Sweaty Teddy

For this maestro, the weddings go on forever and the receptions never change

"If she's fourteen and he's 23, we're not going to do that -- that's kind of disgusting," Ted says. "But if it's two adults and they can take it, you might say, 'Hey, Tom, if it's five years of wedded bliss for Tim and Jill for every inch you go above Antoinette's knee, let's give them a lifetime together.' You make a little joke like that, but you always clear that ahead of time. Some people don't find that funny."

With the photo ops out of the way, Ted shifts into dance mode. First he plays a slow one -- "Misty" by Johnny Mathis. Then he stokes up the crowd up by going country a bit with "Cotton-Eyed Joe" and the sing-along "Family Tradition" by Hank Williams Jr.

Paul Simon's "Cecilia" is next, followed by five slow songs for the dollar-dance segment. The pace picks up with "Dancing Queen" by ABBA, "Love Shack" by the B-52s, "Walking on Sunshine" by Katrina and the Waves and "My Prerogative" by Bobby Brown. A conga line twists in and out of the hall during Buster Poindexter's "Hot Hot Hot."

Jennifer Silverberg
Ted doesn't play "YMCA" at every wedding reception he DJs, but he comes prepared.
Jennifer Silverberg
Ted doesn't play "YMCA" at every wedding reception he DJs, but he comes prepared.

During a string of songs from Grease -- Ted doesn't like to play the medley -- he does a brief voice-over on "Summer Nights." When Travolta sings of Olivia Newton-John, "I told her we'd still be friends," Ted interjects: "Yeah, right. The check's in the mail."

Ted gets out to dance numerous times, once locking arms with the bride and doing a brief chorus-line kick during "Come On Eileen" by Dexy's Midnight Runners. He joins the crowd and lip-syncs to Poison's "Talk Dirty to Me." Ted punctuates the "bang-bang" line from "Love Shack," pantomiming guns with both hands. During "Oh What a Night" by Frankie Valli and the Four Seasons, he pretends to be playing the trombone during the part in the song with horns. More than once, those dancing next to him roll their eyes ceilingward at Ted's antics.

He can be a bit much.

But Ted is a reflection, an exaggerated reflection, of the party-hearty friends of the bride and groom who make it onto the dance floor, especially for the last hour or so. He's one of them, only more so. He dances, he lip-syncs along with the song, he makes charadelike gestures acting out the lyrics in a cartoonish way -- but so do they, only less so. His obnoxiousness allows them to be a little more them than they usually are.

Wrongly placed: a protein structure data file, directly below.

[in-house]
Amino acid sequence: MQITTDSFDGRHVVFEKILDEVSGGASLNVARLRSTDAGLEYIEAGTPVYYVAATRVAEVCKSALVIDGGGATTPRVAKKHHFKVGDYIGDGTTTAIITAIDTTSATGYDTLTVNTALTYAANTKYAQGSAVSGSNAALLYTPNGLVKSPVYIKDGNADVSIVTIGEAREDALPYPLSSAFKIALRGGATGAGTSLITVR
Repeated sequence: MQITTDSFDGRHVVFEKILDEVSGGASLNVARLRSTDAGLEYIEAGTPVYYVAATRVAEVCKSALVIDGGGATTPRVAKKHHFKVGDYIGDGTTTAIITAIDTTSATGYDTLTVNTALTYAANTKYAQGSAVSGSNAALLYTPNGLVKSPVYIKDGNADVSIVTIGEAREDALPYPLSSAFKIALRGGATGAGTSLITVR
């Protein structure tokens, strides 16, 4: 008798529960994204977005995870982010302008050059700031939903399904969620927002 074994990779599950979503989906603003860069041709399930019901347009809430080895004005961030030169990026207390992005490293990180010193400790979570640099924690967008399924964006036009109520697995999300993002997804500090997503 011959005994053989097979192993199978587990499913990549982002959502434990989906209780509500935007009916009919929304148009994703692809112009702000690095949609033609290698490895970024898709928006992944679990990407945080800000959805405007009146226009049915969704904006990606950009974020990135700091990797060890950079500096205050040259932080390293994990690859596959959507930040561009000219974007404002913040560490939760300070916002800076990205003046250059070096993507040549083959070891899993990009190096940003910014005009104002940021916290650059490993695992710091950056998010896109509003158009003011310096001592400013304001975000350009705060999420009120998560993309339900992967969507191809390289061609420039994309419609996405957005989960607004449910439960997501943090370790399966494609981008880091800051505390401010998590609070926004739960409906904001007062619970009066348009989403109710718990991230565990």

Ted says his pacing of the music usually consists of "four or five fast ones of any type, country, hip-hop or rock & roll," followed by two or three slow numbers. That varies if the crowd looks as if it's getting tired.

Tim's impersonation of Travolta goes off without a hitch. The crowd encircles him, clapping in time. He struts the length of the dance floor once, aping every hand and hip gesture made by Travolta in the movie. During his second turn on the floor, Jill joins him, shadowing his routine.

It brings down the house, or at least the part of the house that made it to the dance floor.

The music is scheduled to stop at 11:30 p.m. The tidy version of Eminem's "Without Me" clocks in at 10:56 p.m. The mirror ball is whirling, the siren lights are twirling and the bride is happy.

When Ted follows Eminem with Mary J. Blige's "Family Affair," Jill turns to Ted and blurts, "Oh, good song." Ted smiles. The bride is happy, and the countdown is less than 30 minutes.

"Is it just me?" Ted asks the dancers before the next song, "or is it 'Hot in Herre'?" Squeals erupt on the dance floor. Nelly rules in Nellyville.

Pink is next; then the matron of honor, Lynette Boland, requests "You Shook Me All Night Long" by AC/DC. In a special moment that is, well, unexpected, Boland brings a chair out to the dance floor, stands on it and sings the lyrics to her husband, pointing to him as she sings: "You ... shook me all night long."

The crunch at the end of the night requires Ted to consult with Jill because there isn't time for the two songs requested from the film Moulin Rouge. There's time for "Your Song" but not "Lady Marmalade."

The dancers want to stay longer, but halls are pretty strict about quitting time. As Ted lines up the last song, the hired help bus the tables and carry their loads back to the kitchen, shaking their heads as they see all the spilled drinks on the dance floor. They want to go home.

The compromise choice for the final song? "Last Dance," by Donna Summer.

I need you by me
Beside me
To guide me
To hold me
To scold me
'Cause when I'm bad
I'm so, so bad

When the music's over and the bar closes, people exit a wedding reception as if somebody has yelled, "Fire!"

On this night, as is sometimes the case, the bride and groom are two of the stragglers. Tim explains the origin of his homage to John Travolta. "I've been doing that dance since I was a freshman in high school, fourteen years ago," he says as he hangs with a few remaining relatives and friends. "I can't escape it. When it comes on, people know -- they expect it."

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